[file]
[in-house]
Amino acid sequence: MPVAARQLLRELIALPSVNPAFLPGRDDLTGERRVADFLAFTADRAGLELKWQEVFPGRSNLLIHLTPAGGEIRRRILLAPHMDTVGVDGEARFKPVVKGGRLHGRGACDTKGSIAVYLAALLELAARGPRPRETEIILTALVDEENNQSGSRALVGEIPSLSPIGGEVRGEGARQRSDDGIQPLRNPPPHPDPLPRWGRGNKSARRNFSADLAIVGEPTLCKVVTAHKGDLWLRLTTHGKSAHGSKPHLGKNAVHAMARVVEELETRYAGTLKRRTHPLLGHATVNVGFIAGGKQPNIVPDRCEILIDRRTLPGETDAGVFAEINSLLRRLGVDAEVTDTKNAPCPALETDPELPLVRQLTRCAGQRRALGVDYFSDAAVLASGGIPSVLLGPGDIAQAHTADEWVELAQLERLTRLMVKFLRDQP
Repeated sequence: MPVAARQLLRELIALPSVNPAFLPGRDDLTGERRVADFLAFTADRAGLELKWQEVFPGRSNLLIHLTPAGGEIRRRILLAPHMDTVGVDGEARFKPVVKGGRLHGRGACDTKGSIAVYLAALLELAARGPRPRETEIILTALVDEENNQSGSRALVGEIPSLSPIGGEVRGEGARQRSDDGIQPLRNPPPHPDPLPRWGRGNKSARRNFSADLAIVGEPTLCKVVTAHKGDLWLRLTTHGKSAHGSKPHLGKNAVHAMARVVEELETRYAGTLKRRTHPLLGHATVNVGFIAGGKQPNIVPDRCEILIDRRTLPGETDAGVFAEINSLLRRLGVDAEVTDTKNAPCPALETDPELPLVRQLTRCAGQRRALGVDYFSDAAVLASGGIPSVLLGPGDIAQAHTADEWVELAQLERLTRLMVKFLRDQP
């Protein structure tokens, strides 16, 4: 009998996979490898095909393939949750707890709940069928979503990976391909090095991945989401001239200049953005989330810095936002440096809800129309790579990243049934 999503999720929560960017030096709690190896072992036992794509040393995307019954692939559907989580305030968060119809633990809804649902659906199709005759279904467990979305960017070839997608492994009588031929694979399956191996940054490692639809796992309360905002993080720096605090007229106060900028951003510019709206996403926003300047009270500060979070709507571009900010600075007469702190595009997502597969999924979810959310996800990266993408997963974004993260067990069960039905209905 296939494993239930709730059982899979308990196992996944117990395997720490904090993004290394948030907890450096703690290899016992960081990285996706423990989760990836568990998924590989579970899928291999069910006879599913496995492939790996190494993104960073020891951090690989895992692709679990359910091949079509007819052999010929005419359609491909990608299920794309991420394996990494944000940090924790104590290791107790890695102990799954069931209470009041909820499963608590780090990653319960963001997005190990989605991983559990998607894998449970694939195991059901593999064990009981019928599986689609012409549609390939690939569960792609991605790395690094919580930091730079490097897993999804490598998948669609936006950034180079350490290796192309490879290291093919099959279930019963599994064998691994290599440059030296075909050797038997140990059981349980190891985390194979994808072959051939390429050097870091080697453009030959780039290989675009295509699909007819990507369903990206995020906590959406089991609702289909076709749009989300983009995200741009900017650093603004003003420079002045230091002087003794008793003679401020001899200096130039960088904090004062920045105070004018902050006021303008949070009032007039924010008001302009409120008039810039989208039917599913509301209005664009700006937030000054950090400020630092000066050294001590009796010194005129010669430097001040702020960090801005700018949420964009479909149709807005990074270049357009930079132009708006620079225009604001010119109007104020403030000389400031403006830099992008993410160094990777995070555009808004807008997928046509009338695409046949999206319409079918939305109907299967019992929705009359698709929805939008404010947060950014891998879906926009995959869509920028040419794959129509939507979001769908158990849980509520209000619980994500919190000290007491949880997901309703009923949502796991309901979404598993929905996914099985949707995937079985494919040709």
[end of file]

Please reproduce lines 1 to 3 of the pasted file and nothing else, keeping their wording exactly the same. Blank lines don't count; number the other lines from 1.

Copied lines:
[in-house]
Amino acid sequence: MPVAARQLLRELIALPSVNPAFLPGRDDLTGERRVADFLAFTADRAGLELKWQEVFPGRSNLLIHLTPAGGEIRRRILLAPHMDTVGVDGEARFKPVVKGGRLHGRGACDTKGSIAVYLAALLELAARGPRPRETEIILTALVDEENNQSGSRALVGEIPSLSPIGGEVRGEGARQRSDDGIQPLRNPPPHPDPLPRWGRGNKSARRNFSADLAIVGEPTLCKVVTAHKGDLWLRLTTHGKSAHGSKPHLGKNAVHAMARVVEELETRYAGTLKRRTHPLLGHATVNVGFIAGGKQPNIVPDRCEILIDRRTLPGETDAGVFAEINSLLRRLGVDAEVTDTKNAPCPALETDPELPLVRQLTRCAGQRRALGVDYFSDAAVLASGGIPSVLLGPGDIAQAHTADEWVELAQLERLTRLMVKFLRDQP
Repeated sequence: MPVAARQLLRELIALPSVNPAFLPGRDDLTGERRVADFLAFTADRAGLELKWQEVFPGRSNLLIHLTPAGGEIRRRILLAPHMDTVGVDGEARFKPVVKGGRLHGRGACDTKGSIAVYLAALLELAARGPRPRETEIILTALVDEENNQSGSRALVGEIPSLSPIGGEVRGEGARQRSDDGIQPLRNPPPHPDPLPRWGRGNKSARRNFSADLAIVGEPTLCKVVTAHKGDLWLRLTTHGKSAHGSKPHLGKNAVHAMARVVEELETRYAGTLKRRTHPLLGHATVNVGFIAGGKQPNIVPDRCEILIDRRTLPGETDAGVFAEINSLLRRLGVDAEVTDTKNAPCPALETDPELPLVRQLTRCAGQRRALGVDYFSDAAVLASGGIPSVLLGPGDIAQAHTADEWVELAQLERLTRLMVKFLRDQP